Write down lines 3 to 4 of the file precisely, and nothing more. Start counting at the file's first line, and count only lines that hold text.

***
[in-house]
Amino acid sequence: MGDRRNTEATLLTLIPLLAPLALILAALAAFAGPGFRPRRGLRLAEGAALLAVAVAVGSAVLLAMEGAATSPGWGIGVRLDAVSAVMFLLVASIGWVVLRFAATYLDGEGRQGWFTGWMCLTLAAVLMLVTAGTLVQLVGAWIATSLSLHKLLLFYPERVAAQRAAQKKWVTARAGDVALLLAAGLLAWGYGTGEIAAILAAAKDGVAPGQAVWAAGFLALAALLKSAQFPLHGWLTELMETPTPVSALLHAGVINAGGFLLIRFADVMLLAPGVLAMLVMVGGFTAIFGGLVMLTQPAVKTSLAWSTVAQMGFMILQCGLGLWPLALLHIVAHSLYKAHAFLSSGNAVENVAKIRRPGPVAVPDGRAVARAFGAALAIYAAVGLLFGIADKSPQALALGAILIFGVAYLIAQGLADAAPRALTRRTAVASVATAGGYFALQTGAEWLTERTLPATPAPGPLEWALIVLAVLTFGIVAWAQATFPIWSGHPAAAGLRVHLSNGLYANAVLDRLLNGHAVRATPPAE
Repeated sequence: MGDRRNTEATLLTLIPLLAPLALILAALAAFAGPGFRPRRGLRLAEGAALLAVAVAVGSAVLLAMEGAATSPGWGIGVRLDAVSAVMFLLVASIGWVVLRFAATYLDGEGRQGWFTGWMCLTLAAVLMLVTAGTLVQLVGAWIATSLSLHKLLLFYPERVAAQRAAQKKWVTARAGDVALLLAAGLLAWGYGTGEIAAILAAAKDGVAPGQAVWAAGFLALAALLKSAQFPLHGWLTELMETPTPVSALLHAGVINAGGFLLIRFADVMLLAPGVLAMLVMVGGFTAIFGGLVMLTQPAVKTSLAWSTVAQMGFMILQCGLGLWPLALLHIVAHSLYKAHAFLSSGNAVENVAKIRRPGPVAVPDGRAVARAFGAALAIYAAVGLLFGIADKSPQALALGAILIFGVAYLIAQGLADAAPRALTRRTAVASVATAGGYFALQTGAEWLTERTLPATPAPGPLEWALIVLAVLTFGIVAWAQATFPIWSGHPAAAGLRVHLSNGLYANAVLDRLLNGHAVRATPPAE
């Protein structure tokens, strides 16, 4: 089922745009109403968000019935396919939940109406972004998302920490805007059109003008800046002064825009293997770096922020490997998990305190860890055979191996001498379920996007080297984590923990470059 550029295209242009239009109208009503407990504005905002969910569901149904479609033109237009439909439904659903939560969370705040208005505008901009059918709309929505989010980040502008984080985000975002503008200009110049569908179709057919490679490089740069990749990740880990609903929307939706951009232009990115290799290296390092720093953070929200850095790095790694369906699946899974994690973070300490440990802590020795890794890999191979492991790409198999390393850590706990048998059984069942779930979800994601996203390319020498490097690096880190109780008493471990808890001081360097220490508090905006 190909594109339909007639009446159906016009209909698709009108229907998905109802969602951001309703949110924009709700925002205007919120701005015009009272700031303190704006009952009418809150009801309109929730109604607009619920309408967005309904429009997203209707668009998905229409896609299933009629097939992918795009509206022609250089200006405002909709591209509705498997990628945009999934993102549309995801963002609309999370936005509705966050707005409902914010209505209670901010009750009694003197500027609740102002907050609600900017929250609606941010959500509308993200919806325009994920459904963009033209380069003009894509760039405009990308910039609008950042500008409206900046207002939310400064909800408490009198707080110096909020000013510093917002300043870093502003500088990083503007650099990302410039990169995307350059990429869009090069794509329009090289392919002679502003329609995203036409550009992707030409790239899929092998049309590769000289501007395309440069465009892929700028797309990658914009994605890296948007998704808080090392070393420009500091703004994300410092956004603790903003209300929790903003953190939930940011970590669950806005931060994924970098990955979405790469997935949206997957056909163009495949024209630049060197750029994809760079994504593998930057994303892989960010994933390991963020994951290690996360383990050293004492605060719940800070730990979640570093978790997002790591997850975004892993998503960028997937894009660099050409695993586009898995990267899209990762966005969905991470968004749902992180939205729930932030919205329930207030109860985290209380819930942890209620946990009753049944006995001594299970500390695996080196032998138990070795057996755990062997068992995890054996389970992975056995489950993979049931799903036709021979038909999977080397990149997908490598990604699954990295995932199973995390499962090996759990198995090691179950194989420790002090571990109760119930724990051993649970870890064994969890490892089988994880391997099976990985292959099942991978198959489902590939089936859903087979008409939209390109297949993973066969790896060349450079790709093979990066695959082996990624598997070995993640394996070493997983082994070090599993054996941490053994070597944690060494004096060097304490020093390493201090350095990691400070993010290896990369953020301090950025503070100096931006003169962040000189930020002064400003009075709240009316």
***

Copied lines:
Repeated sequence: MGDRRNTEATLLTLIPLLAPLALILAALAAFAGPGFRPRRGLRLAEGAALLAVAVAVGSAVLLAMEGAATSPGWGIGVRLDAVSAVMFLLVASIGWVVLRFAATYLDGEGRQGWFTGWMCLTLAAVLMLVTAGTLVQLVGAWIATSLSLHKLLLFYPERVAAQRAAQKKWVTARAGDVALLLAAGLLAWGYGTGEIAAILAAAKDGVAPGQAVWAAGFLALAALLKSAQFPLHGWLTELMETPTPVSALLHAGVINAGGFLLIRFADVMLLAPGVLAMLVMVGGFTAIFGGLVMLTQPAVKTSLAWSTVAQMGFMILQCGLGLWPLALLHIVAHSLYKAHAFLSSGNAVENVAKIRRPGPVAVPDGRAVARAFGAALAIYAAVGLLFGIADKSPQALALGAILIFGVAYLIAQGLADAAPRALTRRTAVASVATAGGYFALQTGAEWLTERTLPATPAPGPLEWALIVLAVLTFGIVAWAQATFPIWSGHPAAAGLRVHLSNGLYANAVLDRLLNGHAVRATPPAE
């Protein structure tokens, strides 16, 4: 089922745009109403968000019935396919939940109406972004998302920490805007059109003008800046002064825009293997770096922020490997998990305190860890055979191996001498379920996007080297984590923990470059 550029295209242009239009109208009503407990504005905002969910569901149904479609033109237009439909439904659903939560969370705040208005505008901009059918709309929505989010980040502008984080985000975002503008200009110049569908179709057919490679490089740069990749990740880990609903929307939706951009232009990115290799290296390092720093953070929200850095790095790694369906699946899974994690973070300490440990802590020795890794890999191979492991790409198999390393850590706990048998059984069942779930979800994601996203390319020498490097690096880190109780008493471990808890001081360097220490508090905006 190909594109339909007639009446159906016009209909698709009108229907998905109802969602951001309703949110924009709700925002205007919120701005015009009272700031303190704006009952009418809150009801309109929730109604607009619920309408967005309904429009997203209707668009998905229409896609299933009629097939992918795009509206022609250089200006405002909709591209509705498997990628945009999934993102549309995801963002609309999370936005509705966050707005409902914010209505209670901010009750009694003197500027609740102002907050609600900017929250609606941010959500509308993200919806325009994920459904963009033209380069003009894509760039405009990308910039609008950042500008409206900046207002939310400064909800408490009198707080110096909020000013510093917002300043870093502003500088990083503007650099990302410039990169995307350059990429869009090069794509329009090289392919002679502003329609995203036409550009992707030409790239899929092998049309590769000289501007395309440069465009892929700028797309990658914009994605890296948007998704808080090392070393420009500091703004994300410092956004603790903003209300929790903003953190939930940011970590669950806005931060994924970098990955979405790469997935949206997957056909163009495949024209630049060197750029994809760079994504593998930057994303892989960010994933390991963020994951290690996360383990050293004492605060719940800070730990979640570093978790997002790591997850975004892993998503960028997937894009660099050409695993586009898995990267899209990762966005969905991470968004749902992180939205729930932030919205329930207030109860985290209380819930942890209620946990009753049944006995001594299970500390695996080196032998138990070795057996755990062997068992995890054996389970992975056995489950993979049931799903036709021979038909999977080397990149997908490598990604699954990295995932199973995390499962090996759990198995090691179950194989420790002090571990109760119930724990051993649970870890064994969890490892089988994880391997099976990985292959099942991978198959489902590939089936859903087979008409939209390109297949993973066969790896060349450079790709093979990066695959082996990624598997070995993640394996070493997983082994070090599993054996941490053994070597944690060494004096060097304490020093390493201090350095990691400070993010290896990369953020301090950025503070100096931006003169962040000189930020002064400003009075709240009316």